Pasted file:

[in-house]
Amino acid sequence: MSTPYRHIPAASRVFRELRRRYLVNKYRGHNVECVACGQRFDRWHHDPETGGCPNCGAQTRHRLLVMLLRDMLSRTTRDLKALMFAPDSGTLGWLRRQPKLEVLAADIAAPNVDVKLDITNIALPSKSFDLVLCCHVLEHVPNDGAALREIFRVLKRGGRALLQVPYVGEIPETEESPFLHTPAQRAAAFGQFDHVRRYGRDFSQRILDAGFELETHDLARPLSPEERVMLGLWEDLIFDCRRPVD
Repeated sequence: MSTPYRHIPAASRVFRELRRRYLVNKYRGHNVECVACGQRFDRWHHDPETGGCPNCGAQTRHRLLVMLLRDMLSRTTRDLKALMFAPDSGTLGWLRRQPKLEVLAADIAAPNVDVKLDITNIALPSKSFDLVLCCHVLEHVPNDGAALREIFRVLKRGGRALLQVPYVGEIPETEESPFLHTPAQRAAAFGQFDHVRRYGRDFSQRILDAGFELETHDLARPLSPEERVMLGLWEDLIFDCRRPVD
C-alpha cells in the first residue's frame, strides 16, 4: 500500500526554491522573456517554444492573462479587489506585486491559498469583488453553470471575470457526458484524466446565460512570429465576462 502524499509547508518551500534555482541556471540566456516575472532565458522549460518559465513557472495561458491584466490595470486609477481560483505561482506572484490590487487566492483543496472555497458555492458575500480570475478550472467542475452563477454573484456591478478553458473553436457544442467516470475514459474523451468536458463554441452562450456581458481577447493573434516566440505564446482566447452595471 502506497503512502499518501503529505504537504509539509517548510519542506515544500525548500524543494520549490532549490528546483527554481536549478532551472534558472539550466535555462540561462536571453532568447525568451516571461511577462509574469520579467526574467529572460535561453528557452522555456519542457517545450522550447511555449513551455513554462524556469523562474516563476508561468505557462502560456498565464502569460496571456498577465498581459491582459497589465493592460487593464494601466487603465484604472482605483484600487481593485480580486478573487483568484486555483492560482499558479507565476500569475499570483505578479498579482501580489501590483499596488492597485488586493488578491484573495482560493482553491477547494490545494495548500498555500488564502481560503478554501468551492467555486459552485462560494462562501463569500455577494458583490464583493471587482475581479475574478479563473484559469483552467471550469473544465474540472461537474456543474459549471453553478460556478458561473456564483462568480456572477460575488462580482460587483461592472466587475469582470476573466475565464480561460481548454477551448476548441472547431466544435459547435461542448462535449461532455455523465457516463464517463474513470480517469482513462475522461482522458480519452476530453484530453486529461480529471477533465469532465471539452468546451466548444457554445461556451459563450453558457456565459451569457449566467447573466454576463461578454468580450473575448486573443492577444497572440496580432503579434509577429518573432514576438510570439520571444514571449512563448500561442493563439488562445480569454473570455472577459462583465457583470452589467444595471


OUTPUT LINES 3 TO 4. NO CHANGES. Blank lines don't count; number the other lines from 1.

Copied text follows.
Repeated sequence: MSTPYRHIPAASRVFRELRRRYLVNKYRGHNVECVACGQRFDRWHHDPETGGCPNCGAQTRHRLLVMLLRDMLSRTTRDLKALMFAPDSGTLGWLRRQPKLEVLAADIAAPNVDVKLDITNIALPSKSFDLVLCCHVLEHVPNDGAALREIFRVLKRGGRALLQVPYVGEIPETEESPFLHTPAQRAAAFGQFDHVRRYGRDFSQRILDAGFELETHDLARPLSPEERVMLGLWEDLIFDCRRPVD
C-alpha cells in the first residue's frame, strides 16, 4: 500500500526554491522573456517554444492573462479587489506585486491559498469583488453553470471575470457526458484524466446565460512570429465576462 502524499509547508518551500534555482541556471540566456516575472532565458522549460518559465513557472495561458491584466490595470486609477481560483505561482506572484490590487487566492483543496472555497458555492458575500480570475478550472467542475452563477454573484456591478478553458473553436457544442467516470475514459474523451468536458463554441452562450456581458481577447493573434516566440505564446482566447452595471 502506497503512502499518501503529505504537504509539509517548510519542506515544500525548500524543494520549490532549490528546483527554481536549478532551472534558472539550466535555462540561462536571453532568447525568451516571461511577462509574469520579467526574467529572460535561453528557452522555456519542457517545450522550447511555449513551455513554462524556469523562474516563476508561468505557462502560456498565464502569460496571456498577465498581459491582459497589465493592460487593464494601466487603465484604472482605483484600487481593485480580486478573487483568484486555483492560482499558479507565476500569475499570483505578479498579482501580489501590483499596488492597485488586493488578491484573495482560493482553491477547494490545494495548500498555500488564502481560503478554501468551492467555486459552485462560494462562501463569500455577494458583490464583493471587482475581479475574478479563473484559469483552467471550469473544465474540472461537474456543474459549471453553478460556478458561473456564483462568480456572477460575488462580482460587483461592472466587475469582470476573466475565464480561460481548454477551448476548441472547431466544435459547435461542448462535449461532455455523465457516463464517463474513470480517469482513462475522461482522458480519452476530453484530453486529461480529471477533465469532465471539452468546451466548444457554445461556451459563450453558457456565459451569457449566467447573466454576463461578454468580450473575448486573443492577444497572440496580432503579434509577429518573432514576438510570439520571444514571449512563448500561442493563439488562445480569454473570455472577459462583465457583470452589467444595471